“The United States entered into the challenge of space exploration under President Eisenhower’s first term, however, it was the Soviet Union who excelled in those early years,” the letter begins.” Under the bold vision of Presidents Kennedy, Johnson, and Nixon, and with the overwhelming approval of the American people, we rapidly closed the gap in the final third of the 20th century, and became the world leader in space exploration. …
“When President Obama recently released his budget for NASA, he proposed a slight increase in total funding, substantial research and technology development, an extension of the International Space Station operation until 2020, long range planning for a new but undefined heavy lift rocket and significant funding for the development of commercial access to low earth orbit.
“Although some of these proposals have merit, the accompanying decision to cancel the Constellation program, its Ares 1 and Ares V rockets, and the Orion spacecraft, is devastating.
“America’s only path to low Earth orbit and the International Space Station will now be subject to an agreement with Russia to purchase space on their Soyuz (at a price of over 50 million dollars per seat with significant increases expected in the near future) until we have the capacity to provide transportation for ourselves. The availability of a commercial transport to orbit as envisioned in the President’s proposal cannot be predicted with any certainty, but is likely to take substantially longer and be more expensive than we would hope.
“It appears that we will have wasted our current ten plus billion dollar investment in Constellation and, equally importantly, we will have lost the many years required to recreate the equivalent of what we will have discarded.
For The United States, the leading space faring nation for nearly half a century, to be without carriage to low Earth orbit and with no human exploration capability to go beyond Earth orbit for an indeterminate time into the future, destines our nation to become one of second or even third rate stature. While the President’s plan envisages humans traveling away from Earth and perhaps toward Mars at some time in the future, the lack of developed rockets and spacecraft will assure that ability will not be available for many years.
Without the skill and experience that actual spacecraft operation provides, the USA is far too likely to be on a long downhill slide to mediocrity. America must decide if it wishes to remain a leader in space. If it does, we should institute a program, which will give us the very best chance of achieving that goal.
Commander, Apollo 11
Commander, Apollo 13
Commander, Apollo 17″
You know I have to agree here. Hardly anyone is paying attention to what should a hotly debated and covered issue. But it’s a complicated issue, and you know because Tiger Woods and the Jay Leno-Conan O’Brian spat are so deeply important to the country, and who wants to see this boring old policy dispute when we can cut away to a bank robbery in another city for four hours because it draws viewership. Truly a media conglomerate doesn’t give a damn about content really and this is by design. “News” outlets want viewership, and they happen to be manned by celebrity wanna-bees who make Ron Burgundy look like Eric Sevareid.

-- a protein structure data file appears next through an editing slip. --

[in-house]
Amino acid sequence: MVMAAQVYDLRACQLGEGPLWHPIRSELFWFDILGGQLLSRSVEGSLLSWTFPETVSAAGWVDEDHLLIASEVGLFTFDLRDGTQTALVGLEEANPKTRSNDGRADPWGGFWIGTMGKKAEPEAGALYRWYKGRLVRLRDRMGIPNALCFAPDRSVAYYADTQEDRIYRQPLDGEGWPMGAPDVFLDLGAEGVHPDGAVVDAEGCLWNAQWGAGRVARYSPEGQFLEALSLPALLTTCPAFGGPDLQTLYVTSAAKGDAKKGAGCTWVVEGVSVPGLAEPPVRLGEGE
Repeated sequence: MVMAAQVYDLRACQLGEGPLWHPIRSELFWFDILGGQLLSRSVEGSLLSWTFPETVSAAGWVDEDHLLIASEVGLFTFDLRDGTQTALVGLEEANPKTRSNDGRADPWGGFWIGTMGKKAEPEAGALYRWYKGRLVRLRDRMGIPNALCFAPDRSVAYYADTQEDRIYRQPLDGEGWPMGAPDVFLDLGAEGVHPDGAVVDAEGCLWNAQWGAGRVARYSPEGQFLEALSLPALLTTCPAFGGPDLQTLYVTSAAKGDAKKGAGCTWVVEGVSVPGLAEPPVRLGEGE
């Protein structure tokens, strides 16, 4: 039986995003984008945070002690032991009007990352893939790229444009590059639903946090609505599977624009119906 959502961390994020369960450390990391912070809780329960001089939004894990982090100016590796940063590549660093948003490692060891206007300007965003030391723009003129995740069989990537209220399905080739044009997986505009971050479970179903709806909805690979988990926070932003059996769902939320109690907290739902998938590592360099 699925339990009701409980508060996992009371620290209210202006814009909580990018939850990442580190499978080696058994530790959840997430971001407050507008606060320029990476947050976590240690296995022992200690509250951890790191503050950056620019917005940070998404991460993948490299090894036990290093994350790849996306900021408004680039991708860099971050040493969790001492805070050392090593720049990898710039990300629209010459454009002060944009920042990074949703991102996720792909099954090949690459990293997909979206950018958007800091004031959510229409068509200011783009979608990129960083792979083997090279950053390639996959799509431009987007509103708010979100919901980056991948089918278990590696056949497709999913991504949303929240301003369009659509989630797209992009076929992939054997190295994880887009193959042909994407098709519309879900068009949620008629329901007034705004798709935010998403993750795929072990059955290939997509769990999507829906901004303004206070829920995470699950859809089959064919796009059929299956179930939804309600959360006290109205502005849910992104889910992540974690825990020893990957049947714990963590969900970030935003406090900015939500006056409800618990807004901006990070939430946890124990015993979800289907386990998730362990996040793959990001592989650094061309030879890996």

But here is a policy issue that is at best an issue about the character of America for better or worse. Think about the Roman Empire during the Second Punic War. Think about this for a moment, in 215 BC, Hannibal invaded the heart of Rome and crushed one army after another, as had no enemy of Rome ever had up to that moment. Guess what else, he stayed there for over a decade because Rome couldn’t raise an army or come to agreement on the best way to beat him.
Did that stop Rome from managing its other affairs? No. While Hannibal was plundering the Roman countryside, Roman armies were still quelling insurgencies in Spain, in Gaul, and in North Africa. They were still building Roman structures and roads and ships and they still collected taxes.
In other words, Romans did not let the vicissitudes of the day stop them from being Roman. But right now, America is giving ground in an area that has meant more than just national pride; it has meant jobs, and new technologies and safety. Folks, we are three Shuttle missions away from not having the ability to put one of our astronauts on the International Space Station without the help of Russian robot low orbit vehicles launched from Kazakhstan.
Obama has canceled the Moon and Mars programs and the development of heavy lift vehicles like Ares and Orion vehicles. We are standing at the end of our dominance in space for what would be a tiny fraction of our investment in Afghanistan and/or Iraq. For a tiny fraction of what we gave thieving bankers in bonuses we are about to leave ourselves in second place in space.
As Dr. Neil deGrasse Tyson said, “It’s OK for us to be looking up into the Universe.” I agree. We should see NASA as an investment into flight platforms, jobs, technologies, and the advancement of science and fund it properly. We have already given up so much ground in particle accelerators, in high speed processing, in university science funding.
But NASA. Man, this is also a matter of American character. If Rome could survive Hannibal and not lose ground elsewhere, we can at least do that. What is wrong with us that we would not fund an area where we have so much invested already? Do we want empty launch gantries rotting in Florida’s Space Coast the way our steel and textile factories are rotting?
It isn’t necessary for us to lose ground like this in space. We’ll make it through health care reform and financial reform and Iraq and Afghanistan and the economic turbulence all right. We will make it. Let’s not make it worse. Let us not lose our vision.